Long Island

Those Lights Were Bright on Broadway

Billy_Joel_-_TurnstilesIn the liner notes to his live album Songs in the Attic, Billy Joel writes that the performance of “Miami 2017 (I’ve Seen the Lights Go Out on Broadway” “demands the gothic reverberation of a vast railroad terminus, such as Madison Square Garden.” Of course, that’s a reference to Penn Station, which is underneath the Garden, the concert venue in which the song was performed. I’ve always loved this song and I consider the studio album from which it came–1976’s Turnstiles, an album that also includes “Say Goodbye to Hollywood,” “New York State of Mind,” and “Prelude/Angry Young Man”–to be one of his best albums.

Then again, that probably comes from a place of nostalgia and not any judgment of quality because Turnstiles was the first non-Greatest Hits Billy Joel album that I ever owned. I got it on cassette for my 13th birthday after having asked for a Billy Joel album, and my dad picked it out because of the songs he recognized on the cover (and possibly because the “nice Price” sticker meant that it would cost less than the average cassette. We went to Fire Island for a week that summer and because it was overcast and unseasonably cold, I spent most of my time in our hotel room reading what few comics I had brought with me (including a copy of Batman #439 that I bought at a drug store) and listening to this one tape that I had brought with me. That tape would stay with me for at least another fifteen years when my last Walkman finally died and I put everything on my iPod (I still have a handful of cassettes left–that, however, is a different story for a different day).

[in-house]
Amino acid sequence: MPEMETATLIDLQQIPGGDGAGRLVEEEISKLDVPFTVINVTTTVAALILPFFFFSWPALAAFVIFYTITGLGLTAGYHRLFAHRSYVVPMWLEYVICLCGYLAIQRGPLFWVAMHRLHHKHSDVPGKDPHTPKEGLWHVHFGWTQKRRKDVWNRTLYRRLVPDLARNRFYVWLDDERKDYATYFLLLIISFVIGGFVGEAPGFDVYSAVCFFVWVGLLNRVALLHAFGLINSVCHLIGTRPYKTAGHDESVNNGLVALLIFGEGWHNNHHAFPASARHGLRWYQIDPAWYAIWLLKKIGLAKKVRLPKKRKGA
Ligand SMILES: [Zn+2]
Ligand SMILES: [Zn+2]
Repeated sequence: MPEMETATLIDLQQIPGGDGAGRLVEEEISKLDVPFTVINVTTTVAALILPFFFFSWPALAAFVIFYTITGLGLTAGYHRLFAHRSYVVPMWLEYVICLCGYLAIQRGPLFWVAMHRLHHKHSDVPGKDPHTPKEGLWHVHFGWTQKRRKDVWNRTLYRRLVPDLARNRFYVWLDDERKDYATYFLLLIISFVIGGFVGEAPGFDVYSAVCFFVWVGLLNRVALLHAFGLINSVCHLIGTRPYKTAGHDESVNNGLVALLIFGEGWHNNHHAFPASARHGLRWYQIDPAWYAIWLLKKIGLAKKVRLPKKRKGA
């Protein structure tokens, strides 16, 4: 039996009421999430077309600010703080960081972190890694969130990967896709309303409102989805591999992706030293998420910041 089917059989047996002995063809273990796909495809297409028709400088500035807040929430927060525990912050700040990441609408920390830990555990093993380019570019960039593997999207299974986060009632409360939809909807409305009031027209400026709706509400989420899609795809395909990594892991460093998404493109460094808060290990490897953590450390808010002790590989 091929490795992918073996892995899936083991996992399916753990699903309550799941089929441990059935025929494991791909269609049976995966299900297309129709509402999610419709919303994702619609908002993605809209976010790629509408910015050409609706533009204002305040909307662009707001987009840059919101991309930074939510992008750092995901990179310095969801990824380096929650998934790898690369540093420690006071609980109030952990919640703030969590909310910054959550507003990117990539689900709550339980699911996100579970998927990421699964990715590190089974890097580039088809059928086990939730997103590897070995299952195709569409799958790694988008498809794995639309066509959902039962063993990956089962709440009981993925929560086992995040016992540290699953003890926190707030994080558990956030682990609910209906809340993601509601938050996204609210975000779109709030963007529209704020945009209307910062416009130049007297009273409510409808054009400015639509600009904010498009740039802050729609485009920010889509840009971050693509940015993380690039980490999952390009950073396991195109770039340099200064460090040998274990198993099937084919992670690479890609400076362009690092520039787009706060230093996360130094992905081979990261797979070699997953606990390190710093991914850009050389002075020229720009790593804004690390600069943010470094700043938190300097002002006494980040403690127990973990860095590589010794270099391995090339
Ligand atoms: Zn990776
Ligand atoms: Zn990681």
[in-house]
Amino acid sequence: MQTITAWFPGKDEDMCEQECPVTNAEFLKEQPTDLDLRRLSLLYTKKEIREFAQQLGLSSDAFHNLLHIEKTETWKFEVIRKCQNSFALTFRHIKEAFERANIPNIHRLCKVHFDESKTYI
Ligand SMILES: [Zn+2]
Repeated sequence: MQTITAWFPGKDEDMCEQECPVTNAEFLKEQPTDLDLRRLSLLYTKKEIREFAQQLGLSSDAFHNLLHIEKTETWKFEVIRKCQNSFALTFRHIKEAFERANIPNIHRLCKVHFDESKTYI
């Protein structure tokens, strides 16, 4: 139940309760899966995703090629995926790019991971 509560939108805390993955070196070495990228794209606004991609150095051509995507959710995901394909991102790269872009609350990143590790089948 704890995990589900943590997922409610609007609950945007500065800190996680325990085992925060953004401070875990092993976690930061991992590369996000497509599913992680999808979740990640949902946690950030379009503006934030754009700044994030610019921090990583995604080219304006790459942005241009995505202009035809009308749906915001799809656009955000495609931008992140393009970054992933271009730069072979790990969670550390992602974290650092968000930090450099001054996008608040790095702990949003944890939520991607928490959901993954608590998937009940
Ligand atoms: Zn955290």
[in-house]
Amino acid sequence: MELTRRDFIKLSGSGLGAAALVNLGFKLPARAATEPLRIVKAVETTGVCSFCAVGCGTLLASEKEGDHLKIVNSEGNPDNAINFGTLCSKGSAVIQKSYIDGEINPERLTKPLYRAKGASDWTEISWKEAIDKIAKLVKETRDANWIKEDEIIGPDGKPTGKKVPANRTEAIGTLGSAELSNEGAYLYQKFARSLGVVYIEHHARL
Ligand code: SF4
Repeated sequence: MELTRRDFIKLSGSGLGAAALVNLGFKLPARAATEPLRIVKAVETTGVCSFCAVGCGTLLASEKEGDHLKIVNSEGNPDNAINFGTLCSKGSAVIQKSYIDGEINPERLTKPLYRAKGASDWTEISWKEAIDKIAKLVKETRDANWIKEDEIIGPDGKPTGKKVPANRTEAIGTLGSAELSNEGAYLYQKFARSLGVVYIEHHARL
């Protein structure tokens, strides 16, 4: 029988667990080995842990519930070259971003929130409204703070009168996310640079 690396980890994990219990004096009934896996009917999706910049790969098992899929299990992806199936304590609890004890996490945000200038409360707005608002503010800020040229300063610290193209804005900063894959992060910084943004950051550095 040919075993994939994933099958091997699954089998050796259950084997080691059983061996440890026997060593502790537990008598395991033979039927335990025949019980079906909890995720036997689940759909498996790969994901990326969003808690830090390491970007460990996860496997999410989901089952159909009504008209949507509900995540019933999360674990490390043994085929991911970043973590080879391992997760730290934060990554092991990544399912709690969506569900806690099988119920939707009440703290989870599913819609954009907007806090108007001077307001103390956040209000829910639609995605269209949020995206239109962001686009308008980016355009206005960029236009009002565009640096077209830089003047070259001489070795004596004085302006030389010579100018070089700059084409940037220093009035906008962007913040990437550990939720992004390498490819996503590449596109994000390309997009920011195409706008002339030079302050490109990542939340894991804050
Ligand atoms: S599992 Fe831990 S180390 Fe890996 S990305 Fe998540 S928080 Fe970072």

Of all of the songs I listened to, I would say that “Summer, Highland Falls” and “Miami 2017” were the two I listened to the most. Since the latter is the closing song onf the album, I would constantly rewind side B so that I could hear it over and over again.

Why, at 13, in 1990, was I listening to a Billy Joel album from the year before I was born and not the latest heavy metal/hard rock/rap album? I can’t explain it aside from saying that I was a kid from Long island who liked to play the piano. I can, however, explain why this song in particular resonated with me. It has two things that I love in a song: a story and it starts off soft and then gets loud before ending soft (this is one of the reasons I like “Bohemian Rhapsody,” “American Pie,” and “Scenes from an Italian Restaurant”).

the first thing you hear, even on the live cut (which is superior to the studio cut because Songs in the Attic really captures the energy of an MSG audience) is an air-raid siren. Then, there is the piano, which starts with some fast finger work and then goes into a rhythm that almost feels processional. This stays this way through the first verse:

I’ve seen the lights go out on Broadway
i saw the Empire State lay low
and life went on beyond the Pallisades
They all bought Cadillacs and left there long ago.

They held a concert out in Brooklyn
To watch the island bridge blow
They turned our power down
And drove us underground
But we went right on with the show.